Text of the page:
Losing control over my body was the most terrifying process I’ve ever been through. As the hours in observation wore on, I lost the ability chew my food, drink through a straw, raise a fork to my mouth, raise my arms above my shoulders or to hold my lips together and puff out my cheeks. I found out later that the nurses that conducted ongoing neuro assessments had reported that my pupils weren’t equal.
Throughout this, the only things keeping the back pain away were morphine and Percoset, administered as often as allowable. Obviously, I wasn’t entirely coherent through the day.
Medical staff rechecked my vitals and neuro assessments as Sunday became Monday. I was being observed. I emailed my boss at 1:30 in the morning to let him know I was in the hospital and didn’t know when I’d be back at work.
An occupational therapist came in at some point to assess my ability to bathe & groom myself. I wasn’t able to even use a washcloth to clean my armpits; attempting to shave my face caused my pulse to skyrocket into the 180s. I had to promise the monitoring nurse that I wouldn’t code so that she would let me finish.
A neurosurgeon and a neurosurgery nurse-practitioner stopped by and ran through another round of assessments before telling me that my MRI revealed a very old fracture at L1, probably a childhood injury that I had long since forgotten, and a very slightly bulged disc at C5/C6 that didn’t require surgery and wouldn’t explain the symptoms.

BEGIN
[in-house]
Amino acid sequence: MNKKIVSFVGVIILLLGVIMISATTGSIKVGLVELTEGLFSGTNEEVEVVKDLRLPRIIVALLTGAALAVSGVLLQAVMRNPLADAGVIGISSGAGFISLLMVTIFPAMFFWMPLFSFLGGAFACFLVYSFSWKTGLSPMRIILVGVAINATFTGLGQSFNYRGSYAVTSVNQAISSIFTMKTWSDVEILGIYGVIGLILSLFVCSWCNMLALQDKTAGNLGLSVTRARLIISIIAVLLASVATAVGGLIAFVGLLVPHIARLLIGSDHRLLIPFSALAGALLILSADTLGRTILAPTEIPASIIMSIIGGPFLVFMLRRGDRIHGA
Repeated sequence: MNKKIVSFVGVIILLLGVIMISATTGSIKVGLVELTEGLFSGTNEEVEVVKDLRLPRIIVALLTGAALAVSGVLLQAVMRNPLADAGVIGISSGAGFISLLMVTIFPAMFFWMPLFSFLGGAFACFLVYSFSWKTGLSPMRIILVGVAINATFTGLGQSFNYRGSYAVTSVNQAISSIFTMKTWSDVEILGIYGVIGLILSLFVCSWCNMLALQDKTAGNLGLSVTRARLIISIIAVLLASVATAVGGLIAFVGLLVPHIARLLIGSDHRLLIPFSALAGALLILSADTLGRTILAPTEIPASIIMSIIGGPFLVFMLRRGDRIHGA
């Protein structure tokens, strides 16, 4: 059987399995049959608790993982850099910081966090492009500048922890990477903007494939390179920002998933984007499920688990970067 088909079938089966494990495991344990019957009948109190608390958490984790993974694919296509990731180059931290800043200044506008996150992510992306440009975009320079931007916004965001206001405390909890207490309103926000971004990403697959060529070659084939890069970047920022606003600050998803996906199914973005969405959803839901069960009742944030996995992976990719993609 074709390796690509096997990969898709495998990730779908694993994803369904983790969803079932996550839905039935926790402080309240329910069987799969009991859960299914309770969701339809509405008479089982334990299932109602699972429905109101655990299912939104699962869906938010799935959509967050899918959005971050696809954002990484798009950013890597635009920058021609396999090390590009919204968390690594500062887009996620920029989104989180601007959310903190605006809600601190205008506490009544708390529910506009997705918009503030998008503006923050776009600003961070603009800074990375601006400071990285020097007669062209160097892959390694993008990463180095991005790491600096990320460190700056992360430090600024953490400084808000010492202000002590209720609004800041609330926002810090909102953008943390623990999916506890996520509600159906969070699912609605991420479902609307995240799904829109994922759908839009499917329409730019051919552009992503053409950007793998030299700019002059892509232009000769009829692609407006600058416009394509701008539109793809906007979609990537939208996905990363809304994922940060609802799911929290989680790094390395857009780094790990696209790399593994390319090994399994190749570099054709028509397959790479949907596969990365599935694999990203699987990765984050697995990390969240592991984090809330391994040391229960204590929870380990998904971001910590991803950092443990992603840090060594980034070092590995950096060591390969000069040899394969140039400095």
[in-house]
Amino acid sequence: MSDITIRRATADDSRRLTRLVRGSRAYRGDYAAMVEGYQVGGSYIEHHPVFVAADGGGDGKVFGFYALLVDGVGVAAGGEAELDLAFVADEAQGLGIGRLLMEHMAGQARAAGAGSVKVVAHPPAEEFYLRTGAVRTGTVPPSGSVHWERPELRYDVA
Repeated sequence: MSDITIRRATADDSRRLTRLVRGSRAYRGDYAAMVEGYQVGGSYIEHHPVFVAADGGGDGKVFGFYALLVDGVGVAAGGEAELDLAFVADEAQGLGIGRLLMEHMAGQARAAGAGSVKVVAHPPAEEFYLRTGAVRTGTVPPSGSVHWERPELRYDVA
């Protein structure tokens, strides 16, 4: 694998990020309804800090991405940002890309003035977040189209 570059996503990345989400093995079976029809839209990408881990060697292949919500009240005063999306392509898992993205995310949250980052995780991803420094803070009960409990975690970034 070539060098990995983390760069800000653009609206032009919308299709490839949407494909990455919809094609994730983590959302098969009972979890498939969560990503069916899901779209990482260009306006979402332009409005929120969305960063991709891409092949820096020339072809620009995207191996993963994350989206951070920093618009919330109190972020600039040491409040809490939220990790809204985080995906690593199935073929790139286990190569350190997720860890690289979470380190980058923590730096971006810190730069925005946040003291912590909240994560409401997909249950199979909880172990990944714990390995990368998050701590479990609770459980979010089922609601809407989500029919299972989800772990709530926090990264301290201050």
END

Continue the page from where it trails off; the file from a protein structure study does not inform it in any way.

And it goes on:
I was confused and disoriented when yet another physician – a neurologist – came to do yet another neuro assessment. He went through some of the pushes & pulls, squeeze, grips and other tests that seemed pretty standard, then went into another batch – I don’t remember what they were, but he seemed to be getting very excited. When he finished, he told me the following:
- I was going to be fine
- I was going to get worse before I got better
- I had Guillain-Barre
And that’s when the circus began. New drugs were ordered. I was to be transferred to Neurology and started on Intravenous immunoglobulin. A spinal tap was ordered to confirm the diagnosis. The neurologist disappeared, then came back a few minutes later with a phalanx of other medical staff. I felt like the mystery patient on an episode of House. He ran some more assessments for the crowd and had me try to stand up. Once I got to my feet, I fell straight forward onto him.
Knowing that the condition wasn’t life-threatening, and that I would recover, I was finally able to let go of the anxiety of the situation, to surrender myself to care. I was fortunate in that I had a positive prognosis, support from my family and health insurance.